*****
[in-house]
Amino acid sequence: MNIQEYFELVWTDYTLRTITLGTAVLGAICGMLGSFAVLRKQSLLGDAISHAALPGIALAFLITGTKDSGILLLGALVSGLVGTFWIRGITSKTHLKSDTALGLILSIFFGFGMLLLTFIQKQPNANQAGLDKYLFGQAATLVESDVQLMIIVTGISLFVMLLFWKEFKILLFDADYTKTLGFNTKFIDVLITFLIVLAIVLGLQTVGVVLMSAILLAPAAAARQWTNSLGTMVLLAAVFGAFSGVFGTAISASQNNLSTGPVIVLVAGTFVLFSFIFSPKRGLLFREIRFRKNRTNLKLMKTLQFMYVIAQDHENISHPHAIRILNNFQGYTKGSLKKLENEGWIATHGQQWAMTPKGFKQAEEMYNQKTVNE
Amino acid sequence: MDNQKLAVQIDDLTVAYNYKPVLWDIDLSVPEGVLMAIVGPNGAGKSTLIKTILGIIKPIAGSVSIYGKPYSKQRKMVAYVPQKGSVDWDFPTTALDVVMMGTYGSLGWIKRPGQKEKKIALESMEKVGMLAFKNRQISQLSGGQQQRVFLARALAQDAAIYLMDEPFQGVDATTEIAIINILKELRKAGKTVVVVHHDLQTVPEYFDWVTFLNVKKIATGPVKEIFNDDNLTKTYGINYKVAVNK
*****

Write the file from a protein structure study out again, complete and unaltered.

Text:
[in-house]
Amino acid sequence: MNIQEYFELVWTDYTLRTITLGTAVLGAICGMLGSFAVLRKQSLLGDAISHAALPGIALAFLITGTKDSGILLLGALVSGLVGTFWIRGITSKTHLKSDTALGLILSIFFGFGMLLLTFIQKQPNANQAGLDKYLFGQAATLVESDVQLMIIVTGISLFVMLLFWKEFKILLFDADYTKTLGFNTKFIDVLITFLIVLAIVLGLQTVGVVLMSAILLAPAAAARQWTNSLGTMVLLAAVFGAFSGVFGTAISASQNNLSTGPVIVLVAGTFVLFSFIFSPKRGLLFREIRFRKNRTNLKLMKTLQFMYVIAQDHENISHPHAIRILNNFQGYTKGSLKKLENEGWIATHGQQWAMTPKGFKQAEEMYNQKTVNE
Amino acid sequence: MDNQKLAVQIDDLTVAYNYKPVLWDIDLSVPEGVLMAIVGPNGAGKSTLIKTILGIIKPIAGSVSIYGKPYSKQRKMVAYVPQKGSVDWDFPTTALDVVMMGTYGSLGWIKRPGQKEKKIALESMEKVGMLAFKNRQISQLSGGQQQRVFLARALAQDAAIYLMDEPFQGVDATTEIAIINILKELRKAGKTVVVVHHDLQTVPEYFDWVTFLNVKKIATGPVKEIFNDDNLTKTYGINYKVAVNK